Michael Craig-Martin Becoming 2003

Artwork details

Artist
Title
Becoming
Date 2003
Medium Software, colour, monitor
Dimensions Object: 390 x 320 x 110 mm
Collection
Tate
Acquisition Purchased with assistance from the American Patrons of Tate courtesy of Edwin C. Cohen 2003
Reference
T11812
Not on display

Summary

Craig-Martin’s earliest work combined minimalism and conceptualism. His sculptures and installations focussed on ordinary, mass produced functional objects altered or assembled in ways which drew attention to relationships between form and purpose. During the 1970s he began to develop a unique style of drawing from life. Using a mechanical line, without inflection or any other sense of the artist’s own hand, he built up a vocabulary of several hundred images which he has used ‘over and over again as a way of trying to construct situations, to construct images and pictures, places ... to use very simple things to describe very complex ideas ... Because they’re so familiar, they’re like a universal language, anybody can see them.’ (Quoted in Eye of the Storm, ‘Interview’.) In Craig-Martin’s compositions, objects are placed next to one another, or a number of objects are layered one on top of the other, giving rise to perspectival conundrums or confusions of scale as all are treated as having equal dimensions. These neutral representations have been realised as wall drawings, such as Reading With Globe 1980 (Tate T03102), and wall-mounted, painted aluminium sculptural reliefs, such as Full Life 1985 (Tate T07392). More recently, in such works as Knowing 1996 (Tate T07234), the objects are painted in acrylic on canvas in a palette of bright colours, accentuated by separation with the black line used to outline and describe the objects.

In 2001, Craig-Martin made his first digital work: a multicoloured animated screensaver, Coloured TV, which is available on the BBC Arts website for the viewer to download and install on his or her own computer. The artist was assisted by the London-based design group AVCO (Daniel Jackson and Tina Spear), who developed the software for a computer-generated artwork based on a line drawing of a standard television set that would continuously change colour. The image was displayed in BBC /ARTS at Lux Gallery, London E1 in April that year.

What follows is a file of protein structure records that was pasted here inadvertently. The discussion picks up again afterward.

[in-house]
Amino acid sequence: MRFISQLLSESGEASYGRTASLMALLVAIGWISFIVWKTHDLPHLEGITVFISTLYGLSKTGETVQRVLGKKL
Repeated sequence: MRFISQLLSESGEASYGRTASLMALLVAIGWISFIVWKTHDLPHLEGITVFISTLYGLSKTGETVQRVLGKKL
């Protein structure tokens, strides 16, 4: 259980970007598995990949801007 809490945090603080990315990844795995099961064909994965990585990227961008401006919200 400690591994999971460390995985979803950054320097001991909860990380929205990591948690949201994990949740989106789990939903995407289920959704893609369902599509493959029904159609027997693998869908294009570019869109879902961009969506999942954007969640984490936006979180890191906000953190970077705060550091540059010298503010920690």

Becoming was presented as part of Craig-Martin’s exhibition at Gagosian Gallery, New York in 2003. It is a computer-generated animation playing on a wall-mounted Liquid Crystal Display (LCD) screen. The monitor has a simple black frame, which has been professionally re-sprayed to render it anonymous in appearance. A series of Craig-Martin’s elementary line drawings, vividly coloured, fade in and out of visibility against the fuchsia pink background. At any one time, eighteen objects - a chair, a pair of pliers, a tape cassette, a fan, a pitchfork, a sandal, a light bulb, a drawer, a metronome, a book, a bucket, a TV, a flashlight, a safety-pin, a knife, a pair of handcuffs and a medicine jar spilling pills – may appear onscreen. For this project, AVCO developed a programme that generates the random appearance and disappearance of the objects. Unlike Coloured TV, Becoming is not a screensaver, which eventually burns the image into the computer screen. The objects may all appear at once, or none may be visible for a considerable length of time. The programme allows for unpredictable combinations which may never be repeated. In this sense, the work evokes the process of creation. Craig-Martin has used such titles as Conviction (1973, Tate T01764) to refer to the belief system which, for him, is central to art. His most famous work, An Oak Tree 1973 (Tate L02262), makes this overt through reference to the Catholic process of transubstantiation. The title of Becoming suggests a return to religious metaphor – evoking the Biblical Word of God to the notion of emergence to visibility and identification - and the concepts of representation and recognition which have been at the heart of Craig-Martin’s practice for nearly twenty-five years.

Becoming was produced in an edition of six plus two artist’s proofs, of which Tate’s copy is the third.



Further reading:
Michael Craig-Martin: Eye of the Storm, exhibition CD-ROM, Gagosian Gallery, New York 2003, reproduced in colour (‘Preview’)
Michael Craig-Martin: Inhale/Exhale, exhibition catalogue, Manchester art Gallery 2002
Michael Craig-Martin: Surfacing, exhibition catalogue, Milton Keynes Gallery 2004

Elizabeth Manchester
October 2004

About this artwork